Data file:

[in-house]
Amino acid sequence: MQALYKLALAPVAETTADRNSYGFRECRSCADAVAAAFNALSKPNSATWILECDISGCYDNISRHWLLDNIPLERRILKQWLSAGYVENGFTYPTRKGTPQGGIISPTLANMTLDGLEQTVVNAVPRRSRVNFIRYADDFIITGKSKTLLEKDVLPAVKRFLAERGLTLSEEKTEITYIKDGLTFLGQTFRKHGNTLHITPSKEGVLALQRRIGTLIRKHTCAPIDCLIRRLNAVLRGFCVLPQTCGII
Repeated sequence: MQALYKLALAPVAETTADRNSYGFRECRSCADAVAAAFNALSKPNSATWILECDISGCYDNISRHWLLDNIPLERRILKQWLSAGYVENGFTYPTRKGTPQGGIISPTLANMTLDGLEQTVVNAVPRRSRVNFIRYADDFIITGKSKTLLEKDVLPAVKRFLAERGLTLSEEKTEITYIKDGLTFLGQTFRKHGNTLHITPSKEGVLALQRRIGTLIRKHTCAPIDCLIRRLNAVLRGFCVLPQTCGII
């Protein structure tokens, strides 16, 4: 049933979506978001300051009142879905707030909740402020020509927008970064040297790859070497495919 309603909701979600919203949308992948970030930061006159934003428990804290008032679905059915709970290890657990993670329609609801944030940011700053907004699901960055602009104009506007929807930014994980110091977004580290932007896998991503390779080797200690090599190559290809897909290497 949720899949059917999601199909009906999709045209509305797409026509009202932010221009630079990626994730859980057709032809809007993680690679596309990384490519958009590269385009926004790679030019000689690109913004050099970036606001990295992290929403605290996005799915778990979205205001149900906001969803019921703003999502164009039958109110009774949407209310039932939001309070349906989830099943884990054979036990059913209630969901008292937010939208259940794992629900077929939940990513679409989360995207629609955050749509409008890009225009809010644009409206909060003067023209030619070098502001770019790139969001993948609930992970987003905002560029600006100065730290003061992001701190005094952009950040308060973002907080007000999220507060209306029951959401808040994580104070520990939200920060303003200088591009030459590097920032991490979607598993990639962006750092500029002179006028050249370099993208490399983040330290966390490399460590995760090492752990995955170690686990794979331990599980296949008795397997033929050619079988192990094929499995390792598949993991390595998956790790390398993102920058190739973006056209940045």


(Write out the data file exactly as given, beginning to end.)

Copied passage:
[in-house]
Amino acid sequence: MQALYKLALAPVAETTADRNSYGFRECRSCADAVAAAFNALSKPNSATWILECDISGCYDNISRHWLLDNIPLERRILKQWLSAGYVENGFTYPTRKGTPQGGIISPTLANMTLDGLEQTVVNAVPRRSRVNFIRYADDFIITGKSKTLLEKDVLPAVKRFLAERGLTLSEEKTEITYIKDGLTFLGQTFRKHGNTLHITPSKEGVLALQRRIGTLIRKHTCAPIDCLIRRLNAVLRGFCVLPQTCGII
Repeated sequence: MQALYKLALAPVAETTADRNSYGFRECRSCADAVAAAFNALSKPNSATWILECDISGCYDNISRHWLLDNIPLERRILKQWLSAGYVENGFTYPTRKGTPQGGIISPTLANMTLDGLEQTVVNAVPRRSRVNFIRYADDFIITGKSKTLLEKDVLPAVKRFLAERGLTLSEEKTEITYIKDGLTFLGQTFRKHGNTLHITPSKEGVLALQRRIGTLIRKHTCAPIDCLIRRLNAVLRGFCVLPQTCGII
């Protein structure tokens, strides 16, 4: 049933979506978001300051009142879905707030909740402020020509927008970064040297790859070497495919 309603909701979600919203949308992948970030930061006159934003428990804290008032679905059915709970290890657990993670329609609801944030940011700053907004699901960055602009104009506007929807930014994980110091977004580290932007896998991503390779080797200690090599190559290809897909290497 949720899949059917999601199909009906999709045209509305797409026509009202932010221009630079990626994730859980057709032809809007993680690679596309990384490519958009590269385009926004790679030019000689690109913004050099970036606001990295992290929403605290996005799915778990979205205001149900906001969803019921703003999502164009039958109110009774949407209310039932939001309070349906989830099943884990054979036990059913209630969901008292937010939208259940794992629900077929939940990513679409989360995207629609955050749509409008890009225009809010644009409206909060003067023209030619070098502001770019790139969001993948609930992970987003905002560029600006100065730290003061992001701190005094952009950040308060973002907080007000999220507060209306029951959401808040994580104070520990939200920060303003200088591009030459590097920032991490979607598993990639962006750092500029002179006028050249370099993208490399983040330290966390490399460590995760090492752990995955170690686990794979331990599980296949008795397997033929050619079988192990094929499995390792598949993991390595998956790790390398993102920058190739973006056209940045």